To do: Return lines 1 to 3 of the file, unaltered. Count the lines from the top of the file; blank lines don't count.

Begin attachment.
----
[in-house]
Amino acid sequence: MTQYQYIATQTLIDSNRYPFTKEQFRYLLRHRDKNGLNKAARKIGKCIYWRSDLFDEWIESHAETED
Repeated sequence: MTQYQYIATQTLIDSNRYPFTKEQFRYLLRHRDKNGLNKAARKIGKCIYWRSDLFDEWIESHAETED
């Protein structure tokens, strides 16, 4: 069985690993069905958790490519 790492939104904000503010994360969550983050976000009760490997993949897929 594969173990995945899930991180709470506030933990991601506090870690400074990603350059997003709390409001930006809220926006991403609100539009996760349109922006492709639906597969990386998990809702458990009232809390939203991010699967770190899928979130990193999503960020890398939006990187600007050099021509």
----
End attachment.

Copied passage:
[in-house]
Amino acid sequence: MTQYQYIATQTLIDSNRYPFTKEQFRYLLRHRDKNGLNKAARKIGKCIYWRSDLFDEWIESHAETED
Repeated sequence: MTQYQYIATQTLIDSNRYPFTKEQFRYLLRHRDKNGLNKAARKIGKCIYWRSDLFDEWIESHAETED